My thought for the day. According to some research I am currently involved in [buying old books on ebay], the “missional” emphasis of the emerging church may have its foundations in Reformed theology. This will be interesting news to some, especially to those who feel [wrongly] that Reformed thinking is diametrically opposed to missional thinking. I might be wrong, but I think Reformed thinking was one of the brightest sparks to ignite it. Heres what i am thinking.
The watchdog blog Fide-o recently called all Emergents to collect some statements on what the emerging church phenomenon was about. Unfortunately, I was traveling at the time and internet-less when I arrived home to a new house without a connection. Even worse, the statements collected and commented on a few days ago on the post “Because I said so” were not very good and certainly not enough to convert anyone from a Constantinian model to something more emerging-missional. A few days ago I left a contribution in the comment section on that blog post but it hasnt appeared yet. So I thought I would post it here, along with a short explanation.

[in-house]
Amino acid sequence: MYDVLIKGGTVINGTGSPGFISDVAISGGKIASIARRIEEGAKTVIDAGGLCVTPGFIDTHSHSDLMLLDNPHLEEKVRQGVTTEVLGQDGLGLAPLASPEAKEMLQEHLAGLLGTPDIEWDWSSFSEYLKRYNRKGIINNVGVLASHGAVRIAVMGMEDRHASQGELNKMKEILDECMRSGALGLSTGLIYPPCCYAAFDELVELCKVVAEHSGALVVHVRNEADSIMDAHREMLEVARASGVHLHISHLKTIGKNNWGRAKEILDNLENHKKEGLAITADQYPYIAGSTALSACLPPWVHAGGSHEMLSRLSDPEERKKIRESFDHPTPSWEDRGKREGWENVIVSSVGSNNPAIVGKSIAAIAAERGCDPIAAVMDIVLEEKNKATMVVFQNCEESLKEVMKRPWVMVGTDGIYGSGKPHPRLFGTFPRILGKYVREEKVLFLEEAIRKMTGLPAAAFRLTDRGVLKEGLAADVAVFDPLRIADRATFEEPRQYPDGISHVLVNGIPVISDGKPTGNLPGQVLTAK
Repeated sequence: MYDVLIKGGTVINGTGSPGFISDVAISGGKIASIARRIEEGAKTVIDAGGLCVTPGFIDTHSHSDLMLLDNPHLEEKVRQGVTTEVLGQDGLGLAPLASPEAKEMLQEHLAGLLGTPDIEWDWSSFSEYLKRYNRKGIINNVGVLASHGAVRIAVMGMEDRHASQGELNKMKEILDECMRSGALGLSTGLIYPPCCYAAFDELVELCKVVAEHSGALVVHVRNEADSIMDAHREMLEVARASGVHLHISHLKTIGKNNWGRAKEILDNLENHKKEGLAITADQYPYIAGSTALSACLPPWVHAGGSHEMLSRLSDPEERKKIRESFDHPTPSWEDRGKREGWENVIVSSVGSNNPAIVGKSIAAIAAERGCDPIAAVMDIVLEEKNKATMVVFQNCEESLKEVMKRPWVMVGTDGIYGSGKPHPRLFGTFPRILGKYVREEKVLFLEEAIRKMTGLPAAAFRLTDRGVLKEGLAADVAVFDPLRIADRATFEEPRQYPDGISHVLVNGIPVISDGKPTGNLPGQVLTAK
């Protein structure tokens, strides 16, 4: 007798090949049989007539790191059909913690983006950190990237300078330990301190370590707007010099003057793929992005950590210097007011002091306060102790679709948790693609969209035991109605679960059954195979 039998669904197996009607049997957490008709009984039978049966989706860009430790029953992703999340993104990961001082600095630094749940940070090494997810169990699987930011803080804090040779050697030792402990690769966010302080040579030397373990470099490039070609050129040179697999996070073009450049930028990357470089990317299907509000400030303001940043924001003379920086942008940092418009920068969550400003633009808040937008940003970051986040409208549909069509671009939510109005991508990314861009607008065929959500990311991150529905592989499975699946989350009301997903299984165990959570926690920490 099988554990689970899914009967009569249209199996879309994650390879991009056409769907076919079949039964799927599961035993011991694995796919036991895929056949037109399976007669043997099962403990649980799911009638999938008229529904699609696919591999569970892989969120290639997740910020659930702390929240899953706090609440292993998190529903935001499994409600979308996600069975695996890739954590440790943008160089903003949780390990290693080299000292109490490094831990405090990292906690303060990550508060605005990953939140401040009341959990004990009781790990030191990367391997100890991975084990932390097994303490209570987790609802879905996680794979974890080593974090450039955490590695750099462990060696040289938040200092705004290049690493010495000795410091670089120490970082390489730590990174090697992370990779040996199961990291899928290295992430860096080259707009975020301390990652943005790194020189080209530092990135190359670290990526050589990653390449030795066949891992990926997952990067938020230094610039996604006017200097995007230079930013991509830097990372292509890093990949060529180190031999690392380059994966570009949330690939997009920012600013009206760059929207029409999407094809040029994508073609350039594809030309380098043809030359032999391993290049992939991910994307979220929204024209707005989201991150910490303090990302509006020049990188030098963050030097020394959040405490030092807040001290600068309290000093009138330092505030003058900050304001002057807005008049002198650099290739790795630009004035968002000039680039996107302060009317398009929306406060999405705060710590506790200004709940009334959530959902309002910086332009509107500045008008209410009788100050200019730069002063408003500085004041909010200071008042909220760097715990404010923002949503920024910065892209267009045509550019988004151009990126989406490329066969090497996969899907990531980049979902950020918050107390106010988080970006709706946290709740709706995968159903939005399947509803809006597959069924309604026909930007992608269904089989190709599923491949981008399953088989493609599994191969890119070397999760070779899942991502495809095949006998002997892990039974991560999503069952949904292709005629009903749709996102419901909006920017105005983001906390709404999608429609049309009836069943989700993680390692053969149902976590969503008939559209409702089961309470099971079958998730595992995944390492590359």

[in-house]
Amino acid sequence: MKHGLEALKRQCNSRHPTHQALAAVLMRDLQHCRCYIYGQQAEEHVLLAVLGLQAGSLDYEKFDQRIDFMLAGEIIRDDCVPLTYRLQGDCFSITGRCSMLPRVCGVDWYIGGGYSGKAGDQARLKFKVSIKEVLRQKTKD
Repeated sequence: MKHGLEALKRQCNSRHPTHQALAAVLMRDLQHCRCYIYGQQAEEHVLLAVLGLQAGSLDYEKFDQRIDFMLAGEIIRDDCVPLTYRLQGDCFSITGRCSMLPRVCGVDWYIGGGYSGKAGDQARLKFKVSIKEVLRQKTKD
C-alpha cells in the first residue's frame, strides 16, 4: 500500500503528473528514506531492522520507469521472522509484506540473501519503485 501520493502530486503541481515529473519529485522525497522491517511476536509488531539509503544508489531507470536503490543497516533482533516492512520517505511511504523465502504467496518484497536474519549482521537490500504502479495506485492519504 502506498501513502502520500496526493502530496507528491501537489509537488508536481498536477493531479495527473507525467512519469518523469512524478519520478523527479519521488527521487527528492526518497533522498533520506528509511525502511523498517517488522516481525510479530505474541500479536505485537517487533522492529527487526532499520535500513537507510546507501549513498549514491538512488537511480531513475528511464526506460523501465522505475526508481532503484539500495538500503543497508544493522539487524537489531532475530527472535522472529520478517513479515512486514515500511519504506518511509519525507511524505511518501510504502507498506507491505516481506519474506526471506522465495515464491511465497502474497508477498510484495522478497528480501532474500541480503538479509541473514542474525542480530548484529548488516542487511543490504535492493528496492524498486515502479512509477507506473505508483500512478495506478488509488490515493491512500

[update: they told me there is a problem with comment moderation on Blogger accidentally deleting them. Comment control was one reason i left Blogger for Typepad. Hey – thanks guys.]
“The Emerging Church Phenomenon has placed a renewed emphasis on the sovereignty of God in the area of missions – in particular a focus on the Truine nature of the missionary God, His attributes as well as His actions as impetus for mission, and the incarnation of Christ as a model for a biblical, holistic missionary encounter with the emerging culture.”
Andrew Jones, ignored comment on Fide-o blog.”
BTW – Why is the DOG analogy so popular on Reformed doctrinal sites? Maybe its because dogs guard existing spaces while cats explore new spaces. I think I prefer cats. Cats seem more apostolic than dogs. More adventurous. More curious. But why create another division – who wants to see dogs chasing cats around anyway?